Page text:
South Korea has announced that it will seek the extradition of fugitive crypto entrepreneur Do Kwon following the arrest of the founder of Terraform in Montenegro and an outright denial by the US of fraud charges.
This was reported by the prosecutor’s office on Friday to the news agency AFP.
Kwon, who goes by the name Kwon Do-hyun, has been accused of a scam that rocked the global cryptocurrency market after the company’s dramatic collapse cost investors about $40 billion last year.
The Interior Ministry said on Thursday that a 31-year-old man was arrested at Podgorica airport in Montenegro on orders from South Korea.
The US brought him eight charges, including securities fraud and wire fraud, following a lawsuit filed by the US Securities and Exchange Commission (SEC) immediately after his arrest.
On Friday, South Korean authorities confirmed that Kwon was wanted for abusing the country’s capital markets and said they would extradite him.
Hee Kyung Kim, a spokesman for the Seoul Southern District Prosecutor’s Office, told AFP, “Korean prosecutors will take steps to extradite Kwon Do Hyun.”
Kwon is known to have flown from Korea to Singapore before the company collapsed last May.
Last September, South Korean prosecutors ordered Interpol to put him on the red list of 195 member states’ most wanted list and suspend his passport.
However, questions about his whereabouts rose when Singapore police said he was out of the country.
Montenegrin authorities said on Thursday that Kwon “used fake travel documents from Costa Rica” during passport control to board a flight to Dubai.
According to the Montenegrin Interior Ministry, baggage checks found travel documents from Belgium and South Korea, and an Interpol investigation found that the Belgian documents were forged.
When Kwon’s Luna and Terra fell into a deadly cycle, many investors lost their savings, and South Korean authorities opened several criminal investigations in the fall.
The Korean National Police Agency said it would work with prosecutors to extradite Kwon.
Jung Beom-sook, an official with the National Police Agency, told AFP, “As an organization that cooperates with Interpol, we will actively cooperate with the Seoul South District Prosecutor’s Office.”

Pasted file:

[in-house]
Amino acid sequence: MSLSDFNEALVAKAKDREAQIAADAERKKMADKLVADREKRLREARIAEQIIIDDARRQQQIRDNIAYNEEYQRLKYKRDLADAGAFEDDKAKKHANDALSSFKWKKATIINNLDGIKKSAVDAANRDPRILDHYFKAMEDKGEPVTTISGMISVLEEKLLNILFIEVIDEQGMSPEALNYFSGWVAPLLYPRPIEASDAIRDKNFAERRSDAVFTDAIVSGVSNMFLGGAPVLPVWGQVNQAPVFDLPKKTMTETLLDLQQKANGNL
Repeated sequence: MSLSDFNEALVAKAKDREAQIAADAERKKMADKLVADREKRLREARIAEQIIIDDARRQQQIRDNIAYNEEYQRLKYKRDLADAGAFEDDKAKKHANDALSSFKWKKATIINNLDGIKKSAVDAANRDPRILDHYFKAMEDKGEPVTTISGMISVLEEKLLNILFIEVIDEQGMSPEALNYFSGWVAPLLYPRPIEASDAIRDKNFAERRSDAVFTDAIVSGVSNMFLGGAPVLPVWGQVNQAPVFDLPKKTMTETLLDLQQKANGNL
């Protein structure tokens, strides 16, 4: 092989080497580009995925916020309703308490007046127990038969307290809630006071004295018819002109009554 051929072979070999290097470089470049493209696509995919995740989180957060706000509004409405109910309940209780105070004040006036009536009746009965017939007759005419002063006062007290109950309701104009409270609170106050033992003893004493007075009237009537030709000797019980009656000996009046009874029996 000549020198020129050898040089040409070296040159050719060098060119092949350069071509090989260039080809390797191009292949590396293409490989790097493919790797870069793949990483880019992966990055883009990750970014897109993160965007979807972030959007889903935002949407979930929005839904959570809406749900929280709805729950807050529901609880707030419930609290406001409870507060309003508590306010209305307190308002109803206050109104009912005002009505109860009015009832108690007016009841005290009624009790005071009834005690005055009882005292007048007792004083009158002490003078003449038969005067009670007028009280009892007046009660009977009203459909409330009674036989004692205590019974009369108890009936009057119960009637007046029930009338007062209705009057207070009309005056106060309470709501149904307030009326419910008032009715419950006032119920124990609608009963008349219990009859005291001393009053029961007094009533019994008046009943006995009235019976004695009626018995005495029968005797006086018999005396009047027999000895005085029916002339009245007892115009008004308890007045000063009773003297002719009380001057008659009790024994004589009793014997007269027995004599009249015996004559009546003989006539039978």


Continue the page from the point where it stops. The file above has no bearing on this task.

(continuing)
The Ministry of Justice stated: “Montenegro has also signed multilateral agreements facilitating extradition between member states.”
In other words, cryptocurrencies are under scrutiny from regulators around the world after a number of recent controversies, including the collapse of the FTX exchange.
According to the U.S. Securities and Exchange Commission (SEC), Kwon is accused of “defrauding multi-billion dollar crypto-currency securities.”
“It’s true that Kwon has done too much harm to too many people with something that comes with a lot of unexplained risks,” Cho Dong Geun, professor emeritus of economics at Myeongji University, told AFP. “It’s a pity he ran away.
Revealing that he tried to hide from the authorities even with a fake passport reveals the nature of the responsible adult and businessman who will remain in office.
TerraUSD is advertised as a “stablecoin” that is usually pegged to a stable asset such as the US dollar to prevent wild price fluctuations.
However, TerraUSD is an “algorithmic stablecoin”. It is not backed by assets and is only pegged to its floating sister currency Luna.
And in May 2022, about $40 billion of market value was wiped out as both currencies were in free fall.
Kwon and Terraform Labs also removed more than 10,000 bitcoins from the failed project and converted some of the tokens into cash through Swiss bank Bloomberg News.
This is reported by the SEC with reference to the SEC. Kim Dae-jung, a professor of business administration at Sejong University, told AFP, “Kwon needs to take responsibility for his actions.”
“The bottom line is that Chairman Kwon is not running the company according to laws and policies.
It was used for personal financial gain,” he said.